BetaNews commentator likens iTunes Music Store to addictive gambling

Joe Wilcox, in a Special to BetaNews, takes a farily extensive look at Apple’s new iTunes Music Store:

“Apple’s April 28, 2003, launch of the iTunes Music Store has raised more buzz than a ruptured hornet’s nest. The company that Steve Jobs built arguably has created the easiest way to get digital music – and it’s legal, too, if you don’t mind paying a buck a song (Please, let’s call the 99-cent price tag what it is. A buck). Apple also has raised the stakes in the fierce competition over which company controls the digital media market. If Apple’s strategy is successful, none will.”

“No other company on the planet has executed a better digital media strategy than Apple. Doing digital media on a Mac is much easier and more satisfying than on a Windows XP PC. Apple’s iLife digital media suite is the best thing going for working with digital photos, music, movies or DVD burning. Too bad you need a Mac to get it. Oh, let’s repeat that for the iTunes Music Store: Too bad you need a Mac to get it.”

“PC users, the iTunes Music Store is the bomb. This service is so cool there aren’t any appropriate words to describe it. The selection is phenomenal, with lots of “you can’t find that anywhere else” acoustic tracks and other hard-to-find goodies. And buying tunes is so easy. You give up your credit card number, associate that with an ID and you’re in business. Songs come with 30-second previews. You click “Buy,” and that tune starts downloading to your hard drive. Ka-ching! And a buck quietly disappears from your line of credit.”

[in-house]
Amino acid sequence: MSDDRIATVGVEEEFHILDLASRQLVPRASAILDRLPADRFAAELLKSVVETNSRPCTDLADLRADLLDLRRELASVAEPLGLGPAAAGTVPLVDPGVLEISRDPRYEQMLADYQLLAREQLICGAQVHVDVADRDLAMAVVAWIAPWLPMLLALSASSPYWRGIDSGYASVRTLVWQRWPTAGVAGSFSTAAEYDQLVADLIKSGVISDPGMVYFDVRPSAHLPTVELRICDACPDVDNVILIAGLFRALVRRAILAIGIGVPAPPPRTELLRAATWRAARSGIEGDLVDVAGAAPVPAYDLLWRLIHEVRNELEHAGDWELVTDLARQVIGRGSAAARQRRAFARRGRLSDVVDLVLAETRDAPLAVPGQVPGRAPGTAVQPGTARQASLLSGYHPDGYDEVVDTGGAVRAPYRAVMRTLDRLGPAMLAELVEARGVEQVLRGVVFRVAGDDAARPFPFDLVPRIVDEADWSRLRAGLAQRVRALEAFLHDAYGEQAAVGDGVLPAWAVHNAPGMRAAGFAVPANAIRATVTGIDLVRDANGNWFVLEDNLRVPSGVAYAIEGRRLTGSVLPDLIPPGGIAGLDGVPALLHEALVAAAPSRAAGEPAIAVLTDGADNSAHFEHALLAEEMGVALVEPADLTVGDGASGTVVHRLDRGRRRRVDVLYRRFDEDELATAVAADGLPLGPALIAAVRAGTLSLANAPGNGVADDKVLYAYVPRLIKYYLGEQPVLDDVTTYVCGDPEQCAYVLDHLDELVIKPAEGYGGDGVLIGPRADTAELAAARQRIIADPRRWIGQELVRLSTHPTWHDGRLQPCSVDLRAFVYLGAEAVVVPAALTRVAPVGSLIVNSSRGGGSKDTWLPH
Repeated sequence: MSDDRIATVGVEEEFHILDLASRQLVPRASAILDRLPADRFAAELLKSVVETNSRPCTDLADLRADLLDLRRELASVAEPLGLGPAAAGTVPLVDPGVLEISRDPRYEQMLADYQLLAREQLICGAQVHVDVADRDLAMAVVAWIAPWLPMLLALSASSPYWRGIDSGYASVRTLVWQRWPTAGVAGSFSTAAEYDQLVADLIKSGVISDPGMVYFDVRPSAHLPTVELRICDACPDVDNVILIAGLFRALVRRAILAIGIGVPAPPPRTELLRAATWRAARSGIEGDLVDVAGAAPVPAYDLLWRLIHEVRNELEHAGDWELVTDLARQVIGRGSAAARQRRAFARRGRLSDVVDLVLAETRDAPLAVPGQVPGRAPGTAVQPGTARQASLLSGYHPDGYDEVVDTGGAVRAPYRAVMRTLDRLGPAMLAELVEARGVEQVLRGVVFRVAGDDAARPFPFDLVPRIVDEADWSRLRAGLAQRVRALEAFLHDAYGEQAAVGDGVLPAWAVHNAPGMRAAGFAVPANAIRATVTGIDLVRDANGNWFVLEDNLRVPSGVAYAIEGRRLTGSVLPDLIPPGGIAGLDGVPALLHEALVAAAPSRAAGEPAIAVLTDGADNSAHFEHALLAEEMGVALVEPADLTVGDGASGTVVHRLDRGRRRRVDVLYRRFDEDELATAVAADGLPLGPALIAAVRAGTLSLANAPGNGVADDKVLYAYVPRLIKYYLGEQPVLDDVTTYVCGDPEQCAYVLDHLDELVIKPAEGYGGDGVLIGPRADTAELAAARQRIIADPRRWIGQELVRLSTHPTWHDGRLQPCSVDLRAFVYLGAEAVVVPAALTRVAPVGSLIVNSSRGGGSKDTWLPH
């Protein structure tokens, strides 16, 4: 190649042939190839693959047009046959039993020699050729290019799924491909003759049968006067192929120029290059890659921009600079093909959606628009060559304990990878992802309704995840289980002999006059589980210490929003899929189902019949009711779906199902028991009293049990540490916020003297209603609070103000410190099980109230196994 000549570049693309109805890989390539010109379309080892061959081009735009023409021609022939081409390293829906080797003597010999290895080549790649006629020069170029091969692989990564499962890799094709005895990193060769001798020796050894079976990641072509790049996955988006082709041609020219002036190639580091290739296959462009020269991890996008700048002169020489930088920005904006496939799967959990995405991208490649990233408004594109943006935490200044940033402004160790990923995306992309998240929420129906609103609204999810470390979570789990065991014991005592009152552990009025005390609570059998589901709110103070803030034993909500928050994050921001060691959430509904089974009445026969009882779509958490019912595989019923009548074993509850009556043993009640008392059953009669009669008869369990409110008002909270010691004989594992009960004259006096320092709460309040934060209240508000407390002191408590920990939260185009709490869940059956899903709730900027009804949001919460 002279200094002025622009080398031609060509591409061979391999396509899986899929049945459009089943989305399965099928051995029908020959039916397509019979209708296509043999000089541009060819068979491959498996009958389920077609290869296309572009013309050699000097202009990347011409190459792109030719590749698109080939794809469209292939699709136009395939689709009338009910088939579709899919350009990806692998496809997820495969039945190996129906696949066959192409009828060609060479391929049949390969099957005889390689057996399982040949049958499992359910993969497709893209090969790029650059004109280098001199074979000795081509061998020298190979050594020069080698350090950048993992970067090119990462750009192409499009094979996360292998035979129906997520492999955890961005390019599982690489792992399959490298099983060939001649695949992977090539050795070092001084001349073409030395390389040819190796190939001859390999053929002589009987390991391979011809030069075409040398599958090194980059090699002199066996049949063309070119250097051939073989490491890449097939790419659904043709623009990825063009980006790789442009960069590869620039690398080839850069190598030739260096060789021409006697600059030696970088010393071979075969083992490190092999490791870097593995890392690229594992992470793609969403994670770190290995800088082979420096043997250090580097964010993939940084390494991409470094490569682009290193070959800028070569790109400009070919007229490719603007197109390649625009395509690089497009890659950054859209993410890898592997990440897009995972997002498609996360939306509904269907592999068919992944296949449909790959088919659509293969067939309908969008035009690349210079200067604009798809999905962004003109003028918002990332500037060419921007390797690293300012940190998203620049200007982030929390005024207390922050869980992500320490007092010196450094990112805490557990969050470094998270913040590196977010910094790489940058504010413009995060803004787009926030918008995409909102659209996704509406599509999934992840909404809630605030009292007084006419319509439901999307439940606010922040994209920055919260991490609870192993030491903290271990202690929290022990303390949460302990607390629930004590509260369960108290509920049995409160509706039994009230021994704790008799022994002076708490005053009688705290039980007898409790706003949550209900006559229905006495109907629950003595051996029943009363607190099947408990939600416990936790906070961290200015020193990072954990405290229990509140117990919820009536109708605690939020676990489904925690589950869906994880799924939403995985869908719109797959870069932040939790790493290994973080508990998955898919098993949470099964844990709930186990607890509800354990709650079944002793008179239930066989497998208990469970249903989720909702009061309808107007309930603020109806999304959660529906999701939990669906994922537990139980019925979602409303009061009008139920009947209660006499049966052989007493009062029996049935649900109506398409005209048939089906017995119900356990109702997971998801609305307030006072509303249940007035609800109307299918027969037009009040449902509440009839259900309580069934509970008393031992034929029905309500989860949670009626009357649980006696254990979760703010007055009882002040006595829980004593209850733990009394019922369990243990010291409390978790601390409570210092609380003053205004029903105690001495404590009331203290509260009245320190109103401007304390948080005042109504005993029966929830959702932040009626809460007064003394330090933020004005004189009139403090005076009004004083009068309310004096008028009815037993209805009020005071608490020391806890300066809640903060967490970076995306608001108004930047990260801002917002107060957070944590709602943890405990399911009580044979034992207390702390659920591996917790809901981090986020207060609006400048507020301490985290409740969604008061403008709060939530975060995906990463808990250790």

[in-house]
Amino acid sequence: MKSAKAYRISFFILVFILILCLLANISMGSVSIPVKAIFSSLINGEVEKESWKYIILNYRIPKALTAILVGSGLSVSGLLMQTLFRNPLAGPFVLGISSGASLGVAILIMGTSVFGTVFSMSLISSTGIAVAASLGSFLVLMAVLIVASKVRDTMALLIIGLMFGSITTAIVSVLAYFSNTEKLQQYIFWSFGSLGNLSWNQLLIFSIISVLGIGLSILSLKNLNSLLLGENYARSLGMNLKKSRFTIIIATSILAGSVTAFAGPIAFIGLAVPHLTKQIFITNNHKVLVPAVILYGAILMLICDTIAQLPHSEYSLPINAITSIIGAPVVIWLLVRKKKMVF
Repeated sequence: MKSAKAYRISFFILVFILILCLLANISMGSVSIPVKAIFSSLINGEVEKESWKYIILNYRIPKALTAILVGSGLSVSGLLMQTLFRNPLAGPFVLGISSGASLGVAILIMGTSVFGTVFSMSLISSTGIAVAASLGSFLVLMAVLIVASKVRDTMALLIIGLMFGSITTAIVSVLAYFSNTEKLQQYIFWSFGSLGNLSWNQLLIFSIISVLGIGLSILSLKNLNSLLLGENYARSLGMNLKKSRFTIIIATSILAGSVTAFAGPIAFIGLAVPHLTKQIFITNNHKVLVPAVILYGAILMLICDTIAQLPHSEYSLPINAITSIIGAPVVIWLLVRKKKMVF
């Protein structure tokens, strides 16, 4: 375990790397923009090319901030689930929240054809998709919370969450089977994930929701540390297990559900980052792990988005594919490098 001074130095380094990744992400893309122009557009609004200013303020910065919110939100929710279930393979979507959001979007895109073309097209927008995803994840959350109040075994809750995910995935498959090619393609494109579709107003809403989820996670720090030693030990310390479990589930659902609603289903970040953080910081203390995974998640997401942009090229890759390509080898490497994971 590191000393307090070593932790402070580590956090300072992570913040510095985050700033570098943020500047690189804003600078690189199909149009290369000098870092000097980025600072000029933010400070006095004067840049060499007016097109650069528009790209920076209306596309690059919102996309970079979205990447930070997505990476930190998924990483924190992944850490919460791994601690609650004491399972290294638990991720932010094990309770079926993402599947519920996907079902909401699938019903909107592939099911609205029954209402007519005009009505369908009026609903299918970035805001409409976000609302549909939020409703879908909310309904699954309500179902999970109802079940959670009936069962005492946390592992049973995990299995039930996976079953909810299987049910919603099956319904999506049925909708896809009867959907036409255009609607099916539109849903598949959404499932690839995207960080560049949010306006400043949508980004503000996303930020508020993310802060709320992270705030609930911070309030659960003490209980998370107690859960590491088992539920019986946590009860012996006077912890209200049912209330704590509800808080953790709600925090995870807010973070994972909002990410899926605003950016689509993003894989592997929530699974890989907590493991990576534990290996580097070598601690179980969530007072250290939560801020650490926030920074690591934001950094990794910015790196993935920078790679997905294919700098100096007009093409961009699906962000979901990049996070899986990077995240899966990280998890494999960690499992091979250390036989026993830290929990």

“Have you ever been to Atlantic City or Las Vegas and watched people plug pennies (OK, quarters and half dollars) into slot machines, hoping to hit the jackpot? Before they know it, the bag of coins is empty and some security guard is booting them out the casino door for loitering. Buying music from Apple may not be so different.”

Wilcox wraps up with a bit of a slam on Mac audio quality. Perhaps he forgot to turn off “Sound Enhancer” in iTunes’ Preferences or apply or not apply the proper EQ?

“When I listened to my first AAC-encoded song purchased from the iTunes Music Store, my heart sank. I simply didn’t like the audio quality at all. It was like something was missing. Yeah, how about Windows. In listening to music purchased from Apple’s store on a PC and a Mac with the same setup — M-Audio’s Sonica connected to Logitech’s Z-680 speakers — the sound satisfied on the Windows XP notebook and disappointed on a Power Mac G4 and 1GHz PowerBook G4. I’ve long been a critic of the Mac’s inferior audio quality to a Windows XP PC. So for now, I’ll be buying my music on a Mac and listening — after burning to a CD or converting to MP3 — on a Windows XP PC.”

Full article here.


  1. It is unfortunate that negative comments come out of ignorance and lack of knowledge on the author’s end. Making the comment of “Mac’s inferior audio quality to a Windoes XP PC.” is absurd. I think he doesn’t know how to properly work the equipment and to write such trash is a discredit to his work. I would put my Mac up against any PC, with any software, any day of the week.

  2. Ummm…I’m a PC and Apple tech at a large retailer. Apple’s notebook speakers suck.Utterly, completely suck. Go to your local CompUSA or something, listen to a Harman Kardon equipped Toshiba, a JBL equipped Compaq, then compare what you’ve heard to even the newest 17′ PowerBook. Sound from a Wallstreet? Sucks. Lombard, Pismo, iBook, TiBook? Sucks. Sorry, but it IS due to the hardware, at least with the notebooks.

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